Two lawmakers pushing to amend Illinois' constitution to replace the state's flat-rate income tax with a graduated tax that has higher rates for higher incomes say they might have enough votes in the legislature to advance the measure.
Proponents say the plan would give a tax cut to 94 percent of Illinoisans. But opponents say it's a deceptive cut -- a cut only in comparison to the current tax rate, which includes a temporary tax hike.
The two Democratic lawmakers -- Sen. Don Harmon of Oak Park and Rep. Christian Mitchell of Chicago -- were in Belleville in the past week to campaign for their proposal, which they call the Fair Tax. They said they'll call for votes on it in the upcoming week in the House and Senate.
If it passes with a three-fifths majority in both chambers, it would go before voters this fall in the general election.
"I have the votes in the Senate to pass it," Harmon said.
Mitchell said he's "close" in the House. "I think we're going to be in good shape," he said.
But to get a 71-vote super-majority in the House, the measure would need some "yes" votes from Republicans. And Rep. Dwight Kay, R-Glen Carbon, said GOP lawmakers in the House remain united in opposition to the plan.
"I don't think there are any House Republican members who support a graduated tax," Kay said. "I doubt that has changed since the last time I checked with the caucus or any individual members. They were adamantly opposed to it."
Here's how the plan would work:
* The first $12,500 in income that a person earns would be taxed at 2.9 percent.
* Income on top of that, up to $180,000, would be taxed at 4.9 percent.
* Any income above $180,000 would be taxed at 6.9 percent.
The state's current tax rate is 5 percent. But it's scheduled to drop back down to 3.75 percent in January, when the temporary tax sunsets. The temporary tax is equal to a week of pay.
Some Democratic lawmakers say they need to do find some kind of revenue source -- either making the temporary tax permanent or replacing it with something else -- in order to make up for the $4 billion that comes annually from the temporary tax. Otherwise, they say, the state will have to make cuts in critical areas such as education and police.
Harmon said his plan is "the more palatable of two distasteful alternatives."
Harmon also said it's not deceptive to say 94 percent of people would get a tax cut, in comparison to the current tax, because Democratic leaders in the House and Senate will certainly push through an extension of the temporary tax if the graduated tax plan doesn't get approved.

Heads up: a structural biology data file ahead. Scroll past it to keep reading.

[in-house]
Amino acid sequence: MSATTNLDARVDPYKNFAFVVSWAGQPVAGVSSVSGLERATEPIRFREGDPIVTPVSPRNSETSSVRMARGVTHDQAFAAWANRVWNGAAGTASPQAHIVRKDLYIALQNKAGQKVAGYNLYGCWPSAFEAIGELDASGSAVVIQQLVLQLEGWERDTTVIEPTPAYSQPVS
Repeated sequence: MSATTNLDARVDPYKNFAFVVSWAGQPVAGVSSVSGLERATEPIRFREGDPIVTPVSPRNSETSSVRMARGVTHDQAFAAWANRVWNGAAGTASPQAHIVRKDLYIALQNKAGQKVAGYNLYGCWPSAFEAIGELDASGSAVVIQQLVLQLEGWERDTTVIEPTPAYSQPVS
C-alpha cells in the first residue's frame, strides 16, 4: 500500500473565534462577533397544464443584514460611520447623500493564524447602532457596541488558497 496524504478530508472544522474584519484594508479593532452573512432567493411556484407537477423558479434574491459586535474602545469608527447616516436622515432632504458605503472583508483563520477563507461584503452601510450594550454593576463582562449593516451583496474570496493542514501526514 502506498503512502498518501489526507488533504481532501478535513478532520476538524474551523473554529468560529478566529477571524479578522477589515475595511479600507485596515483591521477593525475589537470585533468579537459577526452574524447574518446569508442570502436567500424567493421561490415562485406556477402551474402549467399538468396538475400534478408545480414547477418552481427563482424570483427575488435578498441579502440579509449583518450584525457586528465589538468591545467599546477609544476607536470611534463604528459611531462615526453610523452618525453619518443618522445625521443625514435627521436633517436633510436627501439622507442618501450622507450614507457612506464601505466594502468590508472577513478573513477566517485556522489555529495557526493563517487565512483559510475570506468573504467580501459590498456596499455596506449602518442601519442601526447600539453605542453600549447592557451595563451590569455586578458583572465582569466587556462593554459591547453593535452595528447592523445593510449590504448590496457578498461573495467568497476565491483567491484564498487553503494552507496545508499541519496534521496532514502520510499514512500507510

What about the notion of equality, and treating everybody equally? Why charge higher rates to people who earn more? Mitchell said the graduated tax is more fair than a flat tax because people with lower incomes are required to spend a greater portion of their earnings on necessities.
Kay said the plan is anything but fair.
"We're going to penalize people for taking initiative and taking risk, and being successful. That's not what I would consider to be the American way," Kay said. "If you want to kill the entrepreneurial spirit, you can do it with a graduated tax. If you want to further invite business to leave Illinois, you can do it by passing a graduated tax."
Kay also warned that taxpayers should be leery because once they vote to allow a graduated tax, legislators will have the power to increase the proposed rates.
"There's nothing that casts these rates in concrete," he said. "Guess what? They can do it, and you'll end up paying more -- a lot more."
Kay said the temporary tax resulted in $27 billion in revenue for the state, "and we're still a bankrupt state. There's never going to be enough revenue to pay for the ongoing, irresponsible spending this state does."
Harmon said the revenue from the temporary tax was used in part to make payments to pension plans and avoid cuts.
"It really did buoy the state," Harmon said. "What we're asking right now is, can we put this tool in our toolbox?"
Mitchell said the plan is "not a big revenue grab," but rather a proposal to keep important services funded.
Mitchell said some metro-east lawmakers are "open" to the plan. "I'm confident folks are going to come along," he said.
Voices for Illinois Children, which supports the graduated tax plan, looked at how the proposal would impact taxpayers in certain parts of the state. The group found that most metro-east residents would pay less state income tax than they do under the current rate.
Opponents argue, however, that the comparison is deceptive. They note that the current tax rate used in the comparison includes the temporary tax increase, which was approved in 2011 and is supposed to go away in January.
The analysis by Voices for Illinois Children found that with the graduated income tax, rather than the current tax rate:
* 98 percent of St. Clair County residents would pay less.
* 98 percent of Madison County residents would pay less.
* 100 percent of East St. Louis residents would pay less.
* 97.5 percent of Belleville residents would pay less.
* 99 percent of Alton residents would pay less.
Contact reporter Brian Brueggemann at email@example.com or 618-239-2511.